2019 Draft Stock Watch: A Historic Year For Texas?
Texas is annually regarded as one of the powerhouse states for producing draft talent. Along with California and Florida, Texas was one of just three states which accounted for more than 1,000 professional baseball players when Baseball America did our Baseball Hotbeds issue last summer.
But, at least recently, that’s been more the product of impressive depth throughout the draft rather than overwhelming talent at the top.
This decade, both Florida and California have produced 46 players that have been drafted in the first round—good for an average of 5.11 first round picks per year. Texas clocks in at 24 first-round draft picks since 2010, averaging just 2.66 picks per year. That puts the Lone Star state behind Georgia (26 picks, 2.88 picks per year) and ahead of North Carolina (16 picks, 1.77 picks per year).
|2018||11||Grayson Rodriguez||RHP||Central Heights HS, Nacogdoches, Texas||Orioles|
|2018||12||Jordan Groshans||SS||Magnolia (Texas) HS||Blue Jays|
|2017||12||Shane Baz||RHP||Concordia Lutheran HS, Tomball, Texas||Pirates|
|2016||17||Forrest Whitley||RHP||Alamo Heights HS, San Antonio||Astros|
|2016||24||Hudson Potts||SS||Carroll HS, Southlake, Texas||Padres|
|2015||15||Trent Grisham||OF||Richland HS, North Richland Hills, Texas||Brewers|
|2015||22||Beau Burrows||RHP||Weatherford (Texas) HS||Tigers|
|2015||32||Ke'Bryan Hayes||3B||Concordia Luthern HS, Tomball, Texas||Pirates|
|2014||2||Tyler Kolek||RHP||Shepherd (Texas) HS||Marlins|
|2014||17||Brandon Finnegan||LHP||Texas Christian||Royals|
|2014||33||Michael Kopech||RHP||Mount Pleasant (Texas) HS||Red Sox|
|2013||4||Kohl Stewart||RHP||St. Pius X HS, Houston||Twins|
|2013||8||Hunter Dozier||SS||Stephen F. Austin State||Royals|
|2013||24||Billy McKinney||OF||Plano (Texas) West HS||Athletics|
|2012||13||Courtney Hawkins||OF||Carroll HS, Corpus Christi, Texas||White Sox|
|2012||15||Tyler Naquin||OF||Texas A&M||Indians|
|2012||19||Michael Wacha||RHP||Texas A&M||Cardinals|
|2010||2||Jameson Taillon||RHP||The Woodlands (Texas) HS||Pirates|
|2010||6||Barret Loux||RHP||Texas A&M||Diamondbacks|
|2010||28||Zach Lee||RHP||McKinney (Texas) HS||Dodgers|
During the last eight years, Texas has produced either two or three first round draft picks. You have to go back to 2006 to find the state’s most impactful first-round draft class, which included six players and was headlined by the best pitcher in baseball this decade, lefthander Clayton Kershaw — drafted No. 7 overall by the Dodgers out of Highland Park High (University Park, Texas). Conversely, Florida had nine first-round picks in 2018 and seven in 2012, while California had eight in 2014 and seven in 2013.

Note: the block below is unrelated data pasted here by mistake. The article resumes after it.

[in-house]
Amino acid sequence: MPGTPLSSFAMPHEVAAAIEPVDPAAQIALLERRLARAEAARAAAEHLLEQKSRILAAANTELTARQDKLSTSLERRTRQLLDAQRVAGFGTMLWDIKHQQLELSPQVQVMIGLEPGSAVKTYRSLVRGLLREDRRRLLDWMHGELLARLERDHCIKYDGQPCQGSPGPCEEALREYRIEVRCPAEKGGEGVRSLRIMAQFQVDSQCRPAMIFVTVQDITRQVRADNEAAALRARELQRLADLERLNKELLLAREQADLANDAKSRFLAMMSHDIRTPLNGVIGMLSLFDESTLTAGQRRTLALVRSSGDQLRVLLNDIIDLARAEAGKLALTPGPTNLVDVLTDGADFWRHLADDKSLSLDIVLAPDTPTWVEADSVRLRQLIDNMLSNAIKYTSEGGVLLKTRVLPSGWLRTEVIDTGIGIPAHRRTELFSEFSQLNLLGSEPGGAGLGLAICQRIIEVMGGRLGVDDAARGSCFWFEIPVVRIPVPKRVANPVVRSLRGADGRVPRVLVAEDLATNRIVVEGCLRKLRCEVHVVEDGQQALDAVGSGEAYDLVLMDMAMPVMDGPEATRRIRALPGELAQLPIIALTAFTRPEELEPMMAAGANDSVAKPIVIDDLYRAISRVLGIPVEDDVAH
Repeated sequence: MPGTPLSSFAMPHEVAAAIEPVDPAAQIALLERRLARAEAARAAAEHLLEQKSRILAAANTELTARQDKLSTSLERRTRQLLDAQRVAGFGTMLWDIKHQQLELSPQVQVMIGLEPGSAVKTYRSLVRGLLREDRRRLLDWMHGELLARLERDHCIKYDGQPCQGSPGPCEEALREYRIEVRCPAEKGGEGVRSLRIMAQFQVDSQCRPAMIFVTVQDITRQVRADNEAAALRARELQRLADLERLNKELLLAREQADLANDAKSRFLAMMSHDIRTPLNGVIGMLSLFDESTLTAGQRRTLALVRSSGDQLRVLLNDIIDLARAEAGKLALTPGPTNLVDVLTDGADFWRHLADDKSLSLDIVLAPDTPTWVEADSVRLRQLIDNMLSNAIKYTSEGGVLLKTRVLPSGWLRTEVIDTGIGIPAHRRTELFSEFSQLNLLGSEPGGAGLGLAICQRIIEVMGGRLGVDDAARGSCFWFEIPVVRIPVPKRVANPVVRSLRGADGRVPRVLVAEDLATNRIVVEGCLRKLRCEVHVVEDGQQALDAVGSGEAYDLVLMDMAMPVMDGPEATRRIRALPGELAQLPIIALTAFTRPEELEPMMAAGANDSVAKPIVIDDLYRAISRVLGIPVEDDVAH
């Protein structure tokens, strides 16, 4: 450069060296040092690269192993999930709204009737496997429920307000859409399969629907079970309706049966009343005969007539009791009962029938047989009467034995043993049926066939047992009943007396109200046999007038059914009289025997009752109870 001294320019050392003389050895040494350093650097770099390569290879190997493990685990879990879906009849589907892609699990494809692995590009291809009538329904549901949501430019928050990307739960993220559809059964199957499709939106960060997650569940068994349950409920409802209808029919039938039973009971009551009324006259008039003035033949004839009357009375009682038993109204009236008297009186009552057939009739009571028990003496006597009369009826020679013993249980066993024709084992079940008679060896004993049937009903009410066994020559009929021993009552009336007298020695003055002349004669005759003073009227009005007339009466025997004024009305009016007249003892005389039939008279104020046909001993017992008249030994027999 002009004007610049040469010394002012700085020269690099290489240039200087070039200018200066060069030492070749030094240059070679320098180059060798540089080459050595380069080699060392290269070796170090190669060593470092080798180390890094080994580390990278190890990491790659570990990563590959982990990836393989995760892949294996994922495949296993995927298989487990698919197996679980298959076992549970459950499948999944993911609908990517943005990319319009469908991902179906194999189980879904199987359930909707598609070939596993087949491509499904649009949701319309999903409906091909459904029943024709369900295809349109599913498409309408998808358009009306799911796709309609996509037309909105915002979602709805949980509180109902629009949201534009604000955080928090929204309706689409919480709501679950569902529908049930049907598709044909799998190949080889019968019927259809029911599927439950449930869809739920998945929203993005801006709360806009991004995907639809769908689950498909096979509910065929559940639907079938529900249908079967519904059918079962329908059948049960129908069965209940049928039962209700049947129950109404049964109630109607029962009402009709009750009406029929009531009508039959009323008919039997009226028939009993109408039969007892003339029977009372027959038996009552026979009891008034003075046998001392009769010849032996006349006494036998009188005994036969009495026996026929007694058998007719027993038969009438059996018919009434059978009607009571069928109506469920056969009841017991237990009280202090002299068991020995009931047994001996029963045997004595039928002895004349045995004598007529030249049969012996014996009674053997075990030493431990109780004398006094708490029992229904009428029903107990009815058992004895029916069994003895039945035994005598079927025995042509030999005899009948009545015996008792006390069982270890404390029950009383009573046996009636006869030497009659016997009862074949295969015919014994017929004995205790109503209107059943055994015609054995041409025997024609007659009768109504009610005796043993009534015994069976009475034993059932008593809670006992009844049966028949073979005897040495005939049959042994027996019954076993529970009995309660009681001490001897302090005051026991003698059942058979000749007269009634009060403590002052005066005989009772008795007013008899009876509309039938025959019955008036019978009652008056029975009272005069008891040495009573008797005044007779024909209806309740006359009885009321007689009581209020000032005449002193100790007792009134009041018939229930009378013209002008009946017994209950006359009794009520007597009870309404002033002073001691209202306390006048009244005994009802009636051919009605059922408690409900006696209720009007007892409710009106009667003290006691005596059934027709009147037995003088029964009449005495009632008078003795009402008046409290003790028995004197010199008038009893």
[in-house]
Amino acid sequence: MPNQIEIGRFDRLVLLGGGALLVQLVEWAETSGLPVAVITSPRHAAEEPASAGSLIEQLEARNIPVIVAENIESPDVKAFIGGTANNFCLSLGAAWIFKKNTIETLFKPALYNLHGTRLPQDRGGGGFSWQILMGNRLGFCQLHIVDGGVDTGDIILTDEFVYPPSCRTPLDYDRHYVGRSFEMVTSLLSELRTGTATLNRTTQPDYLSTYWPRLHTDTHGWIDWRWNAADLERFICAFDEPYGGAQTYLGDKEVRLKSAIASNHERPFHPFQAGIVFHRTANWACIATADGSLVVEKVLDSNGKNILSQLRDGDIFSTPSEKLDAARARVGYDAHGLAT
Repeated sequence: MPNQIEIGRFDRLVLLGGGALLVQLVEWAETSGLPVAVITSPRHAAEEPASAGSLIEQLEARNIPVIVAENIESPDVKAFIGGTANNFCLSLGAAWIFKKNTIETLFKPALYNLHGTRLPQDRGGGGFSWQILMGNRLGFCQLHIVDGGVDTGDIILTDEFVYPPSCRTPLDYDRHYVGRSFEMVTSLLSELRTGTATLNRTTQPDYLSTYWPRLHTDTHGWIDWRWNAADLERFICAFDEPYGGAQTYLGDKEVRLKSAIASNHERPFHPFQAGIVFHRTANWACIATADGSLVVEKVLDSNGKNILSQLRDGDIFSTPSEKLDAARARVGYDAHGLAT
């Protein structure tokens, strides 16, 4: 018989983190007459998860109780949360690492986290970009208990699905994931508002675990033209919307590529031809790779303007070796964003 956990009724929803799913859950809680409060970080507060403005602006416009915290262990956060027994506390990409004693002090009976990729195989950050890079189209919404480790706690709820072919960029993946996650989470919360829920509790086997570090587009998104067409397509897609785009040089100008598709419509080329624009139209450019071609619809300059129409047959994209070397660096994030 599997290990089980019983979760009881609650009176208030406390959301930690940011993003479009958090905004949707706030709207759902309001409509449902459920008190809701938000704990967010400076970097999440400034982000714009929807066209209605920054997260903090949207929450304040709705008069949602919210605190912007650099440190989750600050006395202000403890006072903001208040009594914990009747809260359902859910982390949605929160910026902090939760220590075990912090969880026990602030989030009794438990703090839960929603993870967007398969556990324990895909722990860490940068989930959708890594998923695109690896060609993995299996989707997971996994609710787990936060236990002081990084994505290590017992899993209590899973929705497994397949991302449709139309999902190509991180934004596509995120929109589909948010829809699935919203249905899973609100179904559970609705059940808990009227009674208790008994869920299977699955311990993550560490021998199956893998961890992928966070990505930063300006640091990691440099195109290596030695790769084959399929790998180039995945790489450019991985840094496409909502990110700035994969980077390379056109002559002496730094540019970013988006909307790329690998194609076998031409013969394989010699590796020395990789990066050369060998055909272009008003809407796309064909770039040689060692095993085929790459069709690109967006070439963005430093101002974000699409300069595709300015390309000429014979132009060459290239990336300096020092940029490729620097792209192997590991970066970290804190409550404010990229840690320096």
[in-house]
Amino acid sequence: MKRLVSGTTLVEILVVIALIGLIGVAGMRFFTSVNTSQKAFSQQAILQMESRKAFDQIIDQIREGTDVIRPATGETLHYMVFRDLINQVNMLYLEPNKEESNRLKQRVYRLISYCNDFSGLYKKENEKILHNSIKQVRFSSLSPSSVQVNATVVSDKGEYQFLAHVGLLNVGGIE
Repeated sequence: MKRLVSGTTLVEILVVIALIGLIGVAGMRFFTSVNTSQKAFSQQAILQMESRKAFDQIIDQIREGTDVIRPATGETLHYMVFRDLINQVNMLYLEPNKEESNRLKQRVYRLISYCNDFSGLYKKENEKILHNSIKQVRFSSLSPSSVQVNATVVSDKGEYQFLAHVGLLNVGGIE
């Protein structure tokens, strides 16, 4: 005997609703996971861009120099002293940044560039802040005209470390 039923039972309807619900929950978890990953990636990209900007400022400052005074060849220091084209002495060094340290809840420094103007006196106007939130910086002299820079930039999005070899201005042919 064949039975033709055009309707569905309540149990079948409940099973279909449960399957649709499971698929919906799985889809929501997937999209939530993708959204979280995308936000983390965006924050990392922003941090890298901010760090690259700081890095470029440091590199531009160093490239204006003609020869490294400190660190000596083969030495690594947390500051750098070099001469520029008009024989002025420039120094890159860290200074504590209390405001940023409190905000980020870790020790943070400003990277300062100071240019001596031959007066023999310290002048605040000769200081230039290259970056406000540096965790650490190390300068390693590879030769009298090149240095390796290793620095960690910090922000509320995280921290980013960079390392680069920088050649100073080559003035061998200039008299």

This year, Texas might buck the recent trend of depth throughout the draft taking precedence over impact talent at the top. After conversations with area scouts and midwest crosscheckers over the last few weeks, it’s apparent that Texas is bursting at the seams with potential first-round picks. In fact, 2019 could wind up being the best draft year for the state this century.
In today’s Draft Stock Watch, we’ll take a look at all the prospects who, as of right now, have a chance to go in the first round and set a new bar for Texas talent.
1. Bobby Witt Jr., SS, Colleyville (Texas) Heritage High
Witt should be a lock to go among the first ten picks this June, and he’s more likely to go in the top half of those picks than the back half. He’s continued to look like the same player that he was last summer and fall—hitting for power and showing off his speed and athleticism on the bases and on defense, with the one critique of his game being the swing-and-miss that he shows at times.
2. Josh Jung, 3B, Texas Tech
Jung is hitting .333/.465/.474 through 15 games with Texas Tech and is the best hitter in the state—college or high school. He should be one of the safer first-round picks in the country given his extensive track record of hitting at the college level. Prior to this season, Jung posted a 2018 line of .392/.491/.639, a 2017 line of .306/.395/.453 and has produced with a wood bat as well. He could elevate himself in this year’s class if he starts hitting for more power, but he should be safely inside the first 32 picks either way.
3. Nick Lodolo, LHP, Texas Christian